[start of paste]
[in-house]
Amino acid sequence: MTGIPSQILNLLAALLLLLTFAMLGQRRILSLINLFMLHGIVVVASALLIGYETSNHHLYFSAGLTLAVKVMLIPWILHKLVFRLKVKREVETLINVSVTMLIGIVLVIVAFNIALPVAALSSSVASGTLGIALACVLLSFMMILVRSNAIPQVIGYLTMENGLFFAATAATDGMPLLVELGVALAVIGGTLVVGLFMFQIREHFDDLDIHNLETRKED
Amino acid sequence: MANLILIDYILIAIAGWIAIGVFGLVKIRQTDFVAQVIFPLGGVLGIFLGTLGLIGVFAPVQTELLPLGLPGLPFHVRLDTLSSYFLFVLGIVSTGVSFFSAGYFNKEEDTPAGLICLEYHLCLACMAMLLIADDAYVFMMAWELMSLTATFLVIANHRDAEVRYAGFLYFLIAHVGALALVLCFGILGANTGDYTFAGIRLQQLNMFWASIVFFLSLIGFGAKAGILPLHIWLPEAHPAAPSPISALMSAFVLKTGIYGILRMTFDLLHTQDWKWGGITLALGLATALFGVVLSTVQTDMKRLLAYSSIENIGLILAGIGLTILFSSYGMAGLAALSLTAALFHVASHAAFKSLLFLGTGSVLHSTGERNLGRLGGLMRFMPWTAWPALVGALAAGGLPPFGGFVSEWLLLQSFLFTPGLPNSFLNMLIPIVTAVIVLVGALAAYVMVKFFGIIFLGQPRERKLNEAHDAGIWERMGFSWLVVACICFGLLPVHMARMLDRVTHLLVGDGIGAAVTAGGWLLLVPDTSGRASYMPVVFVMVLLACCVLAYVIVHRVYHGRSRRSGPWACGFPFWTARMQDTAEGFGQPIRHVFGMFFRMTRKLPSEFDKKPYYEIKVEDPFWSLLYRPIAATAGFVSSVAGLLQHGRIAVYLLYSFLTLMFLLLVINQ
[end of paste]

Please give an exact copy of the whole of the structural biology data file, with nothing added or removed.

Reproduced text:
[in-house]
Amino acid sequence: MTGIPSQILNLLAALLLLLTFAMLGQRRILSLINLFMLHGIVVVASALLIGYETSNHHLYFSAGLTLAVKVMLIPWILHKLVFRLKVKREVETLINVSVTMLIGIVLVIVAFNIALPVAALSSSVASGTLGIALACVLLSFMMILVRSNAIPQVIGYLTMENGLFFAATAATDGMPLLVELGVALAVIGGTLVVGLFMFQIREHFDDLDIHNLETRKED
Amino acid sequence: MANLILIDYILIAIAGWIAIGVFGLVKIRQTDFVAQVIFPLGGVLGIFLGTLGLIGVFAPVQTELLPLGLPGLPFHVRLDTLSSYFLFVLGIVSTGVSFFSAGYFNKEEDTPAGLICLEYHLCLACMAMLLIADDAYVFMMAWELMSLTATFLVIANHRDAEVRYAGFLYFLIAHVGALALVLCFGILGANTGDYTFAGIRLQQLNMFWASIVFFLSLIGFGAKAGILPLHIWLPEAHPAAPSPISALMSAFVLKTGIYGILRMTFDLLHTQDWKWGGITLALGLATALFGVVLSTVQTDMKRLLAYSSIENIGLILAGIGLTILFSSYGMAGLAALSLTAALFHVASHAAFKSLLFLGTGSVLHSTGERNLGRLGGLMRFMPWTAWPALVGALAAGGLPPFGGFVSEWLLLQSFLFTPGLPNSFLNMLIPIVTAVIVLVGALAAYVMVKFFGIIFLGQPRERKLNEAHDAGIWERMGFSWLVVACICFGLLPVHMARMLDRVTHLLVGDGIGAAVTAGGWLLLVPDTSGRASYMPVVFVMVLLACCVLAYVIVHRVYHGRSRRSGPWACGFPFWTARMQDTAEGFGQPIRHVFGMFFRMTRKLPSEFDKKPYYEIKVEDPFWSLLYRPIAATAGFVSSVAGLLQHGRIAVYLLYSFLTLMFLLLVINQ